“You cannot swim for new horizons until you have courage to lose sight of the shore.”
Don’t miss co-founder and CEO of Exploration, Aaron Davis, at next week’s Music Biz conference in Nashville (May 14-17) as he will be speaking about the best practices and obligations to release music for independent labels and artists on May 15. Grab your tickets here!
One of the more notable news this week is that Warner Music Group decided to sell 75% of its shares in Spotify, cashing in approximately $400 million for the record label. The sale follows closely after Sony Music announced it sold 17.2% of its Spotify shares, yielding a gain of more than $260 million. Warner emphasized that it was the first major music company to announce their willingness to share equity proceeds from digital services with their artists.
In other news, research firm MIDiA highlighted strong numbers in revenue and subscriber growth from Spotify’s Q1 2018 Earnings Reports. And YouTube will now be launching a new set of charts based on what is trending and which music videos, artists, and songs are most popular by view count.
Now, the details...
Compiled by Heidi Seo
Exploration Weekly - April 11, 2018
We can’t wait to see you at next week’s Music Biz conference on May 14-17 at the Omni Nashville Hotel, where Exploration’s very own co-founder and CEO, Aaron Davis, will be speaking about best practices and obligations to release music for independent labels and artists. The panel will begin at 1:55 pm CT on May 15 and will be moderated by president of Memory Lane, Mark Spier. The event will also feature Pandora CEO Roger Lynch who is scheduled to keynote a Featured Presentation on May 16 at 5 pm CT. Register here for tickets and hope to see you there!
Warner Music Group earned $400 million for its 75% sold in Spotify shares this past week. The company intends to share $300 million to shareholders and a large chunk of the equity proceeds to its distributed labels and artists. WMG CEO Stephen Cooper clarified that the action is not out of lack of confidence in Spotify’s future. Earlier this year Sony Music also announced that it has sold 17.2% of its shares in Spotify, yielding a gain for the label of $260 million or more.
Revenue and subscriber growth reflected strong performance in its first public quarter, based on Spotify’s Q1 2018 quarterly earnings reports posted this past week. Research firm MIDiA provided a few highlights from the reports: 1. Spotify’s subscriber count hit 75 million, up 44% from 71 million in Q4 2017. MIDiA expects the company to reach around 82 million by Q2 2018 with paid trials being the number one growth accelerant. 2. Revenues increased by 26% from €902 million in Q1 2017 to €1,139 million this quarter. Premium revenue made up 91% of all revenues. 3. This quarter saw 24.9% in gross margin, up from 11.7% in Q1 2017. Spotify attributes this largely to changes in estimates for rights holder costs. According to MIDiA, the streaming service now has the chance to show how much value it is delivering to traditional rights holders and how it can become an innovative disruptor and force for change.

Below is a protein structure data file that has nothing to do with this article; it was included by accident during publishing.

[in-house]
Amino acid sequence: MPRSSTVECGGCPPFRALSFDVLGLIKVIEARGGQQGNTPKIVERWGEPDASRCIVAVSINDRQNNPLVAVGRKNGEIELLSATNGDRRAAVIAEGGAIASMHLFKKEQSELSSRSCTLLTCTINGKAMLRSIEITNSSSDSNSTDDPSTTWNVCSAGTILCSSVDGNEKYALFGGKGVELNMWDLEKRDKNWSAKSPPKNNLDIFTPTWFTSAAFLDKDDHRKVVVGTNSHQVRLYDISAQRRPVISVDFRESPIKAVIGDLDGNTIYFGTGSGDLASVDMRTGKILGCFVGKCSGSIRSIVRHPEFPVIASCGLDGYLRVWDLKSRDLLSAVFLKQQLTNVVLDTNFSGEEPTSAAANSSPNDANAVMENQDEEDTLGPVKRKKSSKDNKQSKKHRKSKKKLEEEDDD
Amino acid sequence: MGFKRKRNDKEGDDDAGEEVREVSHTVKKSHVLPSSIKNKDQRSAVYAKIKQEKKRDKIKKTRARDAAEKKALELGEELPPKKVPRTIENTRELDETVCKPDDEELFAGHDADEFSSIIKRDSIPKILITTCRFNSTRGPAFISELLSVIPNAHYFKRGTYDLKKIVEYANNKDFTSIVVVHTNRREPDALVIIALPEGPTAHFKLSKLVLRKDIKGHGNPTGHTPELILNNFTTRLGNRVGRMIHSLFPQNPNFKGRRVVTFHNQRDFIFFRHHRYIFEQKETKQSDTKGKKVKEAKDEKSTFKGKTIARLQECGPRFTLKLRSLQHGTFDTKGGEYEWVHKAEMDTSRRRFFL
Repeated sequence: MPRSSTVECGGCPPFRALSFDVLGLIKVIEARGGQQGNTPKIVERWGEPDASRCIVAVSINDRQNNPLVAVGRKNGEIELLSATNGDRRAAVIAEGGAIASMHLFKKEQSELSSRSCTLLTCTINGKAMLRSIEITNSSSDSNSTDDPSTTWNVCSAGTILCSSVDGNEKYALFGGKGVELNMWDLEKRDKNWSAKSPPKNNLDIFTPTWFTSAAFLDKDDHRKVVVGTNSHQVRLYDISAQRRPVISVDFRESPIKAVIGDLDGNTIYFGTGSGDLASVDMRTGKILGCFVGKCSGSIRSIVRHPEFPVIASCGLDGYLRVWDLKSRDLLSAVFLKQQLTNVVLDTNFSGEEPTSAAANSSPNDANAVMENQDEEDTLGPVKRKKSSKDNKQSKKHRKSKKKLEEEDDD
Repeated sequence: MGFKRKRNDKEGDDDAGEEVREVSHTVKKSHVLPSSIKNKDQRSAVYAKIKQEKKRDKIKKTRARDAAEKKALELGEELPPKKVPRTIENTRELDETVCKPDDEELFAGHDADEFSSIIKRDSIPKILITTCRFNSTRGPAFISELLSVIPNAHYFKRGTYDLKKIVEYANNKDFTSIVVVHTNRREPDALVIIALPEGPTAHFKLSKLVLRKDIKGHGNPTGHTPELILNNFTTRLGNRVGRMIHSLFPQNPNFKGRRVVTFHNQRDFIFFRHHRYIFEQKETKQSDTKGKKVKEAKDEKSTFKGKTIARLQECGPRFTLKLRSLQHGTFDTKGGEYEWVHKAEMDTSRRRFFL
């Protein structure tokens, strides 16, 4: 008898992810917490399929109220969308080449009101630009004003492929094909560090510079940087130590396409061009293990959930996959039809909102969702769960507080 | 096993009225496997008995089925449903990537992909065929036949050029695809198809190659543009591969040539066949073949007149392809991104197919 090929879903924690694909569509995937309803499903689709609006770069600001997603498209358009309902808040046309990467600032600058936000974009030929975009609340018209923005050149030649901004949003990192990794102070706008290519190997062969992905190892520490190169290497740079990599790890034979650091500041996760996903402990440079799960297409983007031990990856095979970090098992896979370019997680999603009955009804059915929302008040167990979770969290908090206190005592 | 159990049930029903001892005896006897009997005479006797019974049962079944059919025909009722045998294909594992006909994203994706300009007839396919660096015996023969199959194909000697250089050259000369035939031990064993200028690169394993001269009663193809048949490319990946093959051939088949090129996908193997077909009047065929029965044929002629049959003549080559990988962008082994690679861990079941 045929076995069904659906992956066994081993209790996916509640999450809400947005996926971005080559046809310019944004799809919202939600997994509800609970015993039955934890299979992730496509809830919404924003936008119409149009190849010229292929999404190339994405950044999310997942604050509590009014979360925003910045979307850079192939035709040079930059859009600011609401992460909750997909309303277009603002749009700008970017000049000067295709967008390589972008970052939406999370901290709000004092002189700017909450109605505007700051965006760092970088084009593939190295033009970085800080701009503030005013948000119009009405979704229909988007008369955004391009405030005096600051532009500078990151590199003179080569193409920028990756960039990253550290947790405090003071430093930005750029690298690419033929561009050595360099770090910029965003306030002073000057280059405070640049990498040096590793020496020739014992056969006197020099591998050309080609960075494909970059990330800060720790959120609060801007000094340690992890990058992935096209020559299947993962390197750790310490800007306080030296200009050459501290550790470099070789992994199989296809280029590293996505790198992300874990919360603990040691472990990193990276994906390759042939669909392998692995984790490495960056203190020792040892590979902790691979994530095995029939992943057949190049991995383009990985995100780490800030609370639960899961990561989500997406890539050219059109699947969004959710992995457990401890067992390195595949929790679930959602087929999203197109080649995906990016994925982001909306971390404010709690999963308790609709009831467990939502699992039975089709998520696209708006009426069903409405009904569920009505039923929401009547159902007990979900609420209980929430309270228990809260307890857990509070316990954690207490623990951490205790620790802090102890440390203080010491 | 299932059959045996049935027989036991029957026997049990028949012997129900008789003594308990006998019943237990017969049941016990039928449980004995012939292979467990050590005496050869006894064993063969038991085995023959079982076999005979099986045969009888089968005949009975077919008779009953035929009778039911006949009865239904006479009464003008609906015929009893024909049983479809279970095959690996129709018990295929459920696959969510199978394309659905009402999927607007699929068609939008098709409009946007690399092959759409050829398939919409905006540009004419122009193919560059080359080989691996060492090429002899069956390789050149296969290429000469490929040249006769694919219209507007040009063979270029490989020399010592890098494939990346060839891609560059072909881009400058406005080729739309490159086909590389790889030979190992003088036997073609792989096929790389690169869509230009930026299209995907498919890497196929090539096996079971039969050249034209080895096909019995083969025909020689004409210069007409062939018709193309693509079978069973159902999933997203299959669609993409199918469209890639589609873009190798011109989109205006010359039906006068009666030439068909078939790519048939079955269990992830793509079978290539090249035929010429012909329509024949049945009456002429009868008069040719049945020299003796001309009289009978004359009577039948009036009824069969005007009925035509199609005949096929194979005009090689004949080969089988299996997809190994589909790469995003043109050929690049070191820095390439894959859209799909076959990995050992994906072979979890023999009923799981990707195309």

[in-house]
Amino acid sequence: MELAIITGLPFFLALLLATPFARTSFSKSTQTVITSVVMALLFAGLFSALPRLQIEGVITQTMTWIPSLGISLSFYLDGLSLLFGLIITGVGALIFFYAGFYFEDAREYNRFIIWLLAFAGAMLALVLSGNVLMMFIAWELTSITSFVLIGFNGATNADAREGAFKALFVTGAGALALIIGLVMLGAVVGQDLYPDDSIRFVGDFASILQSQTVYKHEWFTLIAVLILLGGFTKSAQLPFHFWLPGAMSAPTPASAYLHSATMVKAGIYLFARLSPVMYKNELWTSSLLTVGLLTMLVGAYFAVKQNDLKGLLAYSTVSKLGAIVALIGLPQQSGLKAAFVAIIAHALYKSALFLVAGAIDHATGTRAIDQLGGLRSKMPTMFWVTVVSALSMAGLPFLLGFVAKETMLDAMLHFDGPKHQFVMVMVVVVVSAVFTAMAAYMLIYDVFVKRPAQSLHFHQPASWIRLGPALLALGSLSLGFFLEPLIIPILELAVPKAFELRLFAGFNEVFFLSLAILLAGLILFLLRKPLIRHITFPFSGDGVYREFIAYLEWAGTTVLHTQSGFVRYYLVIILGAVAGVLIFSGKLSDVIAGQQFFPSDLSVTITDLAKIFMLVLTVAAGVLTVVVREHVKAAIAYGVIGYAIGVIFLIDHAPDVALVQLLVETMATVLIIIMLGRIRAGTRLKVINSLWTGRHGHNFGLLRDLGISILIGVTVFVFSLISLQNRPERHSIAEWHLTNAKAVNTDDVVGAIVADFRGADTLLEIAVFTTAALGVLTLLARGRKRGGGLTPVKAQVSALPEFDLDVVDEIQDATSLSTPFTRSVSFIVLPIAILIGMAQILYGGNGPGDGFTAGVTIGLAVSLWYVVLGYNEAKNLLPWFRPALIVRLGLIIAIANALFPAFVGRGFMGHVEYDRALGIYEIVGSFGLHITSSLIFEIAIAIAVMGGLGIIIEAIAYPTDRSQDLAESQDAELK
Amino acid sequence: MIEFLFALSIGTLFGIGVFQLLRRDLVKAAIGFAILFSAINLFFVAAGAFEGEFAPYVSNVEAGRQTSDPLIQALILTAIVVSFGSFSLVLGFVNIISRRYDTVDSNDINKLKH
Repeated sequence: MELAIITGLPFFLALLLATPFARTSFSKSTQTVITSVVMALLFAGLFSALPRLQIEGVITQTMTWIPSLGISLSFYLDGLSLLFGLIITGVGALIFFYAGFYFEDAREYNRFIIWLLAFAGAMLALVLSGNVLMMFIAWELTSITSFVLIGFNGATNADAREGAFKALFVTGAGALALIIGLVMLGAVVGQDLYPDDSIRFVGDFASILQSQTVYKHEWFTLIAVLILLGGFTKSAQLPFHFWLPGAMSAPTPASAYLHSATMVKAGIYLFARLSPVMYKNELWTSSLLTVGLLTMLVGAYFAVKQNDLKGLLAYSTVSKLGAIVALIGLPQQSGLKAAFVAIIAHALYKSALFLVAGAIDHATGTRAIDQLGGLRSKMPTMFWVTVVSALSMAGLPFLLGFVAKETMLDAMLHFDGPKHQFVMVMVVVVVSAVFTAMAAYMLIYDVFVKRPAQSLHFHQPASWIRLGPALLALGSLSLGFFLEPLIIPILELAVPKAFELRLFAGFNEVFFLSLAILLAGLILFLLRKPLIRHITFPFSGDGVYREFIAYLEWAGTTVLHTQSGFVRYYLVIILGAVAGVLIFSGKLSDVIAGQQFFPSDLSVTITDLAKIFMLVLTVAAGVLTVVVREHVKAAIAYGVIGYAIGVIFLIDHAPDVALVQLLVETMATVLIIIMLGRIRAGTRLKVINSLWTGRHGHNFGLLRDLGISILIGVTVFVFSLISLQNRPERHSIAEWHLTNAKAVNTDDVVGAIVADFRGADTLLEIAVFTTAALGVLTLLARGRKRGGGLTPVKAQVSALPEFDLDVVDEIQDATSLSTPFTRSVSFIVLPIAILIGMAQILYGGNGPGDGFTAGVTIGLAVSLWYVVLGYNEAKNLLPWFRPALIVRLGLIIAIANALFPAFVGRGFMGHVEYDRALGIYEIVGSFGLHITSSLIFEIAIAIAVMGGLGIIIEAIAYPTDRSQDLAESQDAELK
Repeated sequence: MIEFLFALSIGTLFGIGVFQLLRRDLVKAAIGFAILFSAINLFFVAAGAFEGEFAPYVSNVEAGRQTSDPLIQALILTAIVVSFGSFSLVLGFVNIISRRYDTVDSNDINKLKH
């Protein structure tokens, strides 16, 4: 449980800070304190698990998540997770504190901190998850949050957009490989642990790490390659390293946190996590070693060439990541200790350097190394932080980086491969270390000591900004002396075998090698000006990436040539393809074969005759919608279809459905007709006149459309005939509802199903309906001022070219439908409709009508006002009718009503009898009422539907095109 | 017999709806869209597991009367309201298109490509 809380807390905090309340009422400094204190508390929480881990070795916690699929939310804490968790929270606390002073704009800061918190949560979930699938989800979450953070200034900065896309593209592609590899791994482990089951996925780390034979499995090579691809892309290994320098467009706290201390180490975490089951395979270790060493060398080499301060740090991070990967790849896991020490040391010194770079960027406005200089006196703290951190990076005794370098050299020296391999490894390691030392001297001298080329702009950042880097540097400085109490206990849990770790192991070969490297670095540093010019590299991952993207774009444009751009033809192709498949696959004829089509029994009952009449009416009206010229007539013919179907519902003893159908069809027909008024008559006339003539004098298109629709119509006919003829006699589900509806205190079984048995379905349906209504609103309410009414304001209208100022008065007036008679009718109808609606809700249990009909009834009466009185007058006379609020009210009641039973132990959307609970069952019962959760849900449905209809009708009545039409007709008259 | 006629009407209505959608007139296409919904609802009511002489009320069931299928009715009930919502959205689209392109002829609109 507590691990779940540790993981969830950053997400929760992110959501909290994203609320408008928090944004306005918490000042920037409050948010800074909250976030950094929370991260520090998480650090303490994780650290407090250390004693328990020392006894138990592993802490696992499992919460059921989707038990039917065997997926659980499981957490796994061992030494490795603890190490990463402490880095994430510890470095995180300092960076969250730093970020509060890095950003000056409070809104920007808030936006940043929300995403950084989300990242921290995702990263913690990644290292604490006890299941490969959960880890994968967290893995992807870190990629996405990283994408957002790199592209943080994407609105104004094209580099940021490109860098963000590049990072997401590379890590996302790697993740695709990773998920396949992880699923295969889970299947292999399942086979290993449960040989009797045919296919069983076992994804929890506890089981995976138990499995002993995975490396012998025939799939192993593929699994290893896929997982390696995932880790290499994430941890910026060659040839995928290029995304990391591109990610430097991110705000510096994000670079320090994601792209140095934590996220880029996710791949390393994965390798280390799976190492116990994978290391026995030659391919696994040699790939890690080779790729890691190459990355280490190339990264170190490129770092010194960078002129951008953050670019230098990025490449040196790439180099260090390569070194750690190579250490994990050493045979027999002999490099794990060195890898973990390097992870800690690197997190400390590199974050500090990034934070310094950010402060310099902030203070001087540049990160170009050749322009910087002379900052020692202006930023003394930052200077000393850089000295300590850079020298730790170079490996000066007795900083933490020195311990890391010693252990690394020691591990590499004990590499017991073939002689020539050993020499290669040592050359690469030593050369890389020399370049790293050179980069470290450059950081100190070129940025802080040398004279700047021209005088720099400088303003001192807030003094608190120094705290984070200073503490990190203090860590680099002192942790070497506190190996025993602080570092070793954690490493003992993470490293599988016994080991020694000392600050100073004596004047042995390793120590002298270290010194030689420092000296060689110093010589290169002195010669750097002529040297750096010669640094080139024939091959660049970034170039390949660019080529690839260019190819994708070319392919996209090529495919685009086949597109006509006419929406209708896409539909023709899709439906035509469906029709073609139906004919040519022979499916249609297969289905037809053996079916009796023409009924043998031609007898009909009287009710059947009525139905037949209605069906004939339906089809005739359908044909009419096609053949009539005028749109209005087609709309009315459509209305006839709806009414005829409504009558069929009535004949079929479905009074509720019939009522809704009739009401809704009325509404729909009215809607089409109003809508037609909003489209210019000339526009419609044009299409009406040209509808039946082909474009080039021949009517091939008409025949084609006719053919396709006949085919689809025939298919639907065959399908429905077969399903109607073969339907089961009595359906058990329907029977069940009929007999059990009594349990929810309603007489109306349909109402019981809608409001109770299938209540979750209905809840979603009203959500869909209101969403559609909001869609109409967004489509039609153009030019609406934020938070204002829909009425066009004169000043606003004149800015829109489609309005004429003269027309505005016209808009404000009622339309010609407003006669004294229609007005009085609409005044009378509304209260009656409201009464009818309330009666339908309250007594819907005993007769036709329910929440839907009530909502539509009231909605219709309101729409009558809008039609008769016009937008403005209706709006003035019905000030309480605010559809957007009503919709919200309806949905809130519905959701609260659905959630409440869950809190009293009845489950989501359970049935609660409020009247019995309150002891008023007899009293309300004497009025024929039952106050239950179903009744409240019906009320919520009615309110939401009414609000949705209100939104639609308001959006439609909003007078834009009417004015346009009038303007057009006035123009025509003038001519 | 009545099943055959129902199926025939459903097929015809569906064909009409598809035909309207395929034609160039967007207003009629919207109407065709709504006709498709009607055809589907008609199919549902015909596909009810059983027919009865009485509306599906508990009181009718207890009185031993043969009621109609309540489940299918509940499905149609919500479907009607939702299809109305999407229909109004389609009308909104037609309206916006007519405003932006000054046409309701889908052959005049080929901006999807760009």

YouTube will be launching a series of new music charts, which is set to be rolled out initially in 44 countries. The charts will highlight the most “trending” videos, as well as the top songs, music videos, and artists on the platform with “improved” rankings based purely on the number of views - a metric that YouTube believes will reflect the overall success of a video. The information was posted in a recent blog post yesterday afternoon by YouTube Music product manager Chris Clark.
Bloomsbury Publishing recently entered into a content partnership with Spotify to launch its 33 ⅓ series of short books about popular music onto the platform. With a total of 130 titles as of date, the publishing company ties each book around a single music album, featuring artists like Bjork, J Dilla, and Merle Haggard. “As a die-hard music fan,” vice president and head of Spotify Studios and Video, Courtney Holt, stated, “I discovered the 33 ⅓ series many years ago. When I first joined Spotify to think about spoken word and audio content, I knew this would be a perfect partner for Spotify.” According to the terms of the deal, each 33 ⅓ story will be made available exclusively on Spotify as an audiobook.
Disney is exploring opportunities beyond the traditional cable-bundle format as more people are watching TV online. The company has seen falling cable subscriptions from its sports network arm ESPN, and just last month, it launched its $5-a-month sports streaming service, ESPN Plus, entering a new deal with Twitter this month to create Marvel, ABC, and ESPN content on the service. In addition, Disney is planning to buy much of 21st Century Fox, including the Fox television network and the X-Men movie franchise. CEO Bob Iger stated Disney is “very well positioned for future growth” because of its ability to take advantage of such franchises across all businesses and “the unique value proposition” it’s creating with direct-to-consumer streaming services. Morgan Stanley analyst Benjamin Swinburne said in a client note that Disney’s streaming services could add $6.5 billion to revenue by 2020.